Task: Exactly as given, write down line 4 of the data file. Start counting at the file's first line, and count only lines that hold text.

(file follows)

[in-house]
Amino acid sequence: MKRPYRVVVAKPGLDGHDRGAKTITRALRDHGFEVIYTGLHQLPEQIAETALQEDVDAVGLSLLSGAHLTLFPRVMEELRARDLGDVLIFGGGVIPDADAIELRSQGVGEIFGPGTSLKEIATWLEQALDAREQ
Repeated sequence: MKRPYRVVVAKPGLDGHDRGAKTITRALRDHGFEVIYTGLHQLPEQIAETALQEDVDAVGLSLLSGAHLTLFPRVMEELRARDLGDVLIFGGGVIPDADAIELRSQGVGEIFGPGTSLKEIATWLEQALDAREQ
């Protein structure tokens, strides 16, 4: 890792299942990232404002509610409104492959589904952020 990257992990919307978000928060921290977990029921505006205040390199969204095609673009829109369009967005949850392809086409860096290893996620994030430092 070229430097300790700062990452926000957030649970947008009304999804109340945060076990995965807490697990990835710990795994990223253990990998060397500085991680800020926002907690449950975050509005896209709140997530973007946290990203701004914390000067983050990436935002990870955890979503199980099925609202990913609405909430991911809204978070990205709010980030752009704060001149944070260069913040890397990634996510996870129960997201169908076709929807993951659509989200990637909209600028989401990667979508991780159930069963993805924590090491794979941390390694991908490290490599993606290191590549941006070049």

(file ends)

């Protein structure tokens, strides 16, 4: 890792299942990232404002509610409104492959589904952020 990257992990919307978000928060921290977990029921505006205040390199969204095609673009829109369009967005949850392809086409860096290893996620994030430092 070229430097300790700062990452926000957030649970947008009304999804109340945060076990995965807490697990990835710990795994990223253990990998060397500085991680800020926002907690449950975050509005896209709140997530973007946290990203701004914390000067983050990436935002990870955890979503199980099925609202990913609405909430991911809204978070990205709010980030752009704060001149944070260069913040890397990634996510996870129960997201169908076709929807993951659509989200990637909209600028989401990667979508991780159930069963993805924590090491794979941390390694991908490290490599993606290191590549941006070049």